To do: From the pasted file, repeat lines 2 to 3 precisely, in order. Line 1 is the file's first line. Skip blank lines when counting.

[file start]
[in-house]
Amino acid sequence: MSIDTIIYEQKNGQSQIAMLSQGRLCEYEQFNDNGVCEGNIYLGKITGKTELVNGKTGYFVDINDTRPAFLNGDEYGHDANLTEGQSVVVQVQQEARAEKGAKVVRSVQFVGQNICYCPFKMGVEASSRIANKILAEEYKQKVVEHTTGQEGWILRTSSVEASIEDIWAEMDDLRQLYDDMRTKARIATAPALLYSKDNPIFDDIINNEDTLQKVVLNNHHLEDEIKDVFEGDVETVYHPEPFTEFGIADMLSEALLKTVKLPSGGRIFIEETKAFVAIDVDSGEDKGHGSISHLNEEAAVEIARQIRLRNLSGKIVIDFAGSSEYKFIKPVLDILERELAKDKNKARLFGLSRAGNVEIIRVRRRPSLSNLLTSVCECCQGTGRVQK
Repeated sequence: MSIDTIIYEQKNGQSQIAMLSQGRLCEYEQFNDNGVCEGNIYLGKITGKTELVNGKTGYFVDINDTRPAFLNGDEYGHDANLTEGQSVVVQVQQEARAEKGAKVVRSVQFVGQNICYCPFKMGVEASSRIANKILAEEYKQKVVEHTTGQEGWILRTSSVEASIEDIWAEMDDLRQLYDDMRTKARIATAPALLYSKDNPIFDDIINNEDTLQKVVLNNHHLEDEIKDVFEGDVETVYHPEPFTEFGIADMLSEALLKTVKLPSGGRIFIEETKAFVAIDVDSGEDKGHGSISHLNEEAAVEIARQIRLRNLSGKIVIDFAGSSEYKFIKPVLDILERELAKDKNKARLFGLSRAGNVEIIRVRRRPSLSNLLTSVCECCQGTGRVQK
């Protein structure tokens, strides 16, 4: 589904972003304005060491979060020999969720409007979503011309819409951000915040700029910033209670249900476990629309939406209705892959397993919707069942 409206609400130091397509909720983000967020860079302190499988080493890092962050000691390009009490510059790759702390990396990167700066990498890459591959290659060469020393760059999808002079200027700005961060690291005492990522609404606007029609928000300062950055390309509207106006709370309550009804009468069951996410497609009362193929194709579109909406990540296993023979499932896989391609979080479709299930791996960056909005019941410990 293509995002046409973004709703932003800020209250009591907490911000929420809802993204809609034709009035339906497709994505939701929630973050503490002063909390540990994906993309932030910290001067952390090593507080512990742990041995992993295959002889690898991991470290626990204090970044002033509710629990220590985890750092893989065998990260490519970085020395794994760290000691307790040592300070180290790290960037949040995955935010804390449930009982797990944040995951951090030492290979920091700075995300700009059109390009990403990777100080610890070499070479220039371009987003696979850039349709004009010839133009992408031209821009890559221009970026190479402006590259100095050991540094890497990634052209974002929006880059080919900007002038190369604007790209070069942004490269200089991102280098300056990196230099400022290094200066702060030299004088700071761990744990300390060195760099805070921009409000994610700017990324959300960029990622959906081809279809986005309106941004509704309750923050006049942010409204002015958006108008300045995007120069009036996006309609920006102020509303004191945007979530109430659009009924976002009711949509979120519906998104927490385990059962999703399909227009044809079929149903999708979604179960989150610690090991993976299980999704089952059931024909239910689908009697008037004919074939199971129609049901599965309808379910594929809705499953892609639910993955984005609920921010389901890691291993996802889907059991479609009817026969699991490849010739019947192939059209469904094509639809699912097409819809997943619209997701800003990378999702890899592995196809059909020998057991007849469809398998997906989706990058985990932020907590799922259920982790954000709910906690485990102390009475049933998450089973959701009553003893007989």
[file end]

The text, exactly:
Amino acid sequence: MSIDTIIYEQKNGQSQIAMLSQGRLCEYEQFNDNGVCEGNIYLGKITGKTELVNGKTGYFVDINDTRPAFLNGDEYGHDANLTEGQSVVVQVQQEARAEKGAKVVRSVQFVGQNICYCPFKMGVEASSRIANKILAEEYKQKVVEHTTGQEGWILRTSSVEASIEDIWAEMDDLRQLYDDMRTKARIATAPALLYSKDNPIFDDIINNEDTLQKVVLNNHHLEDEIKDVFEGDVETVYHPEPFTEFGIADMLSEALLKTVKLPSGGRIFIEETKAFVAIDVDSGEDKGHGSISHLNEEAAVEIARQIRLRNLSGKIVIDFAGSSEYKFIKPVLDILERELAKDKNKARLFGLSRAGNVEIIRVRRRPSLSNLLTSVCECCQGTGRVQK
Repeated sequence: MSIDTIIYEQKNGQSQIAMLSQGRLCEYEQFNDNGVCEGNIYLGKITGKTELVNGKTGYFVDINDTRPAFLNGDEYGHDANLTEGQSVVVQVQQEARAEKGAKVVRSVQFVGQNICYCPFKMGVEASSRIANKILAEEYKQKVVEHTTGQEGWILRTSSVEASIEDIWAEMDDLRQLYDDMRTKARIATAPALLYSKDNPIFDDIINNEDTLQKVVLNNHHLEDEIKDVFEGDVETVYHPEPFTEFGIADMLSEALLKTVKLPSGGRIFIEETKAFVAIDVDSGEDKGHGSISHLNEEAAVEIARQIRLRNLSGKIVIDFAGSSEYKFIKPVLDILERELAKDKNKARLFGLSRAGNVEIIRVRRRPSLSNLLTSVCECCQGTGRVQK